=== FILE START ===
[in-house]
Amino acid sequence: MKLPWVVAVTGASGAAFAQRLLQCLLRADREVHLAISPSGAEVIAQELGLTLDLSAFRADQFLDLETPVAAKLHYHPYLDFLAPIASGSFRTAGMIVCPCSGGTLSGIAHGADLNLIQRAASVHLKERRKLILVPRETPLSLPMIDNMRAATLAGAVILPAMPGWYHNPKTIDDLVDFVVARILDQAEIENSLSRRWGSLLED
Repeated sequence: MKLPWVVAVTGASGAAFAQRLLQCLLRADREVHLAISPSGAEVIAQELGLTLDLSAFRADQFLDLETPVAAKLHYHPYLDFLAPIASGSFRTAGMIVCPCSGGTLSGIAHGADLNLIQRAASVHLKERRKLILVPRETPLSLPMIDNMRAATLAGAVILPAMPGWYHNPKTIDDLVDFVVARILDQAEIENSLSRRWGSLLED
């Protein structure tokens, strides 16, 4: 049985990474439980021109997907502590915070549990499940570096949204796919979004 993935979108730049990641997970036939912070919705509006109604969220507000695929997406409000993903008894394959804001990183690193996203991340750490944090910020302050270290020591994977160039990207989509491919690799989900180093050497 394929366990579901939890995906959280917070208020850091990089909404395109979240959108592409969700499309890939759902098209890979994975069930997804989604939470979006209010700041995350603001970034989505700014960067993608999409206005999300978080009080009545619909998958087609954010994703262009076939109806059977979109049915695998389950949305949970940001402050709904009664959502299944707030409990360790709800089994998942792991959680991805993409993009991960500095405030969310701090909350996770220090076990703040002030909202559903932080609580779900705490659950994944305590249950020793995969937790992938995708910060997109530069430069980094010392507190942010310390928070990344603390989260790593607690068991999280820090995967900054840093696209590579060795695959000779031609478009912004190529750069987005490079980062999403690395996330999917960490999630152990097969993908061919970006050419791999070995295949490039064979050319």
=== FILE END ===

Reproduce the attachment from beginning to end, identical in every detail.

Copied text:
[in-house]
Amino acid sequence: MKLPWVVAVTGASGAAFAQRLLQCLLRADREVHLAISPSGAEVIAQELGLTLDLSAFRADQFLDLETPVAAKLHYHPYLDFLAPIASGSFRTAGMIVCPCSGGTLSGIAHGADLNLIQRAASVHLKERRKLILVPRETPLSLPMIDNMRAATLAGAVILPAMPGWYHNPKTIDDLVDFVVARILDQAEIENSLSRRWGSLLED
Repeated sequence: MKLPWVVAVTGASGAAFAQRLLQCLLRADREVHLAISPSGAEVIAQELGLTLDLSAFRADQFLDLETPVAAKLHYHPYLDFLAPIASGSFRTAGMIVCPCSGGTLSGIAHGADLNLIQRAASVHLKERRKLILVPRETPLSLPMIDNMRAATLAGAVILPAMPGWYHNPKTIDDLVDFVVARILDQAEIENSLSRRWGSLLED
């Protein structure tokens, strides 16, 4: 049985990474439980021109997907502590915070549990499940570096949204796919979004 993935979108730049990641997970036939912070919705509006109604969220507000695929997406409000993903008894394959804001990183690193996203991340750490944090910020302050270290020591994977160039990207989509491919690799989900180093050497 394929366990579901939890995906959280917070208020850091990089909404395109979240959108592409969700499309890939759902098209890979994975069930997804989604939470979006209010700041995350603001970034989505700014960067993608999409206005999300978080009080009545619909998958087609954010994703262009076939109806059977979109049915695998389950949305949970940001402050709904009664959502299944707030409990360790709800089994998942792991959680991805993409993009991960500095405030969310701090909350996770220090076990703040002030909202559903932080609580779900705490659950994944305590249950020793995969937790992938995708910060997109530069430069980094010392507190942010310390928070990344603390989260790593607690068991999280820090995967900054840093696209590579060795695959000779031609478009912004190529750069987005490079980062999403690395996330999917960490999630152990097969993908061919970006050419791999070995295949490039064979050319």